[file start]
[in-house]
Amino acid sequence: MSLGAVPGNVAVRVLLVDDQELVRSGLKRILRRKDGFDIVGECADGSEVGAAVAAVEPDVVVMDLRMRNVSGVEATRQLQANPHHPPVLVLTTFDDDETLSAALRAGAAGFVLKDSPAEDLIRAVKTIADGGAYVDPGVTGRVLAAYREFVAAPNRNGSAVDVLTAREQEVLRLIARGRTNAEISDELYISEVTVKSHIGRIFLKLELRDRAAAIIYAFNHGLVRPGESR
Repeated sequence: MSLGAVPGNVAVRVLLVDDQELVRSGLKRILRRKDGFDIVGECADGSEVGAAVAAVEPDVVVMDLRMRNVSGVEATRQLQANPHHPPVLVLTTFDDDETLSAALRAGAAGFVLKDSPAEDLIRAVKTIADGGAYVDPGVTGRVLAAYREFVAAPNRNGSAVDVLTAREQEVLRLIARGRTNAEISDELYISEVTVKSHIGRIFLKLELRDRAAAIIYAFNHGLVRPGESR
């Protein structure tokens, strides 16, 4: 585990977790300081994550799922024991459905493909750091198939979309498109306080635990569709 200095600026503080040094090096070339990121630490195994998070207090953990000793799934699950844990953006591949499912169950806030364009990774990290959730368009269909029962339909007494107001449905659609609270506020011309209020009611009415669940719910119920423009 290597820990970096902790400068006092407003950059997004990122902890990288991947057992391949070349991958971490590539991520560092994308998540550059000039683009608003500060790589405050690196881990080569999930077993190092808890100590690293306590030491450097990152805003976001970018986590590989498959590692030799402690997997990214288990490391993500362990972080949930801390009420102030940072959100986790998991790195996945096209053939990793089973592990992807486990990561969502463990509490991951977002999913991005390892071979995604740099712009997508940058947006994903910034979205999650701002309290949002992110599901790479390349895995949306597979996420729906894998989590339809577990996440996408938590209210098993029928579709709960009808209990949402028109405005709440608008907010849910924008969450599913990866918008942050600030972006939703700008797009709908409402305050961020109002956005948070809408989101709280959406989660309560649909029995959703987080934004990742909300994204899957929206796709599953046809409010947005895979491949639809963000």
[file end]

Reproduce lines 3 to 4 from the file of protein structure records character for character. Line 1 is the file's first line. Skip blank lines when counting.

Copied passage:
Repeated sequence: MSLGAVPGNVAVRVLLVDDQELVRSGLKRILRRKDGFDIVGECADGSEVGAAVAAVEPDVVVMDLRMRNVSGVEATRQLQANPHHPPVLVLTTFDDDETLSAALRAGAAGFVLKDSPAEDLIRAVKTIADGGAYVDPGVTGRVLAAYREFVAAPNRNGSAVDVLTAREQEVLRLIARGRTNAEISDELYISEVTVKSHIGRIFLKLELRDRAAAIIYAFNHGLVRPGESR
């Protein structure tokens, strides 16, 4: 585990977790300081994550799922024991459905493909750091198939979309498109306080635990569709 200095600026503080040094090096070339990121630490195994998070207090953990000793799934699950844990953006591949499912169950806030364009990774990290959730368009269909029962339909007494107001449905659609609270506020011309209020009611009415669940719910119920423009 290597820990970096902790400068006092407003950059997004990122902890990288991947057992391949070349991958971490590539991520560092994308998540550059000039683009608003500060790589405050690196881990080569999930077993190092808890100590690293306590030491450097990152805003976001970018986590590989498959590692030799402690997997990214288990490391993500362990972080949930801390009420102030940072959100986790998991790195996945096209053939990793089973592990992807486990990561969502463990509490991951977002999913991005390892071979995604740099712009997508940058947006994903910034979205999650701002309290949002992110599901790479390349895995949306597979996420729906894998989590339809577990996440996408938590209210098993029928579709709960009808209990949402028109405005709440608008907010849910924008969450599913990866918008942050600030972006939703700008797009709908409402305050961020109002956005948070809408989101709280959406989660309560649909029995959703987080934004990742909300994204899957929206796709599953046809409010947005895979491949639809963000």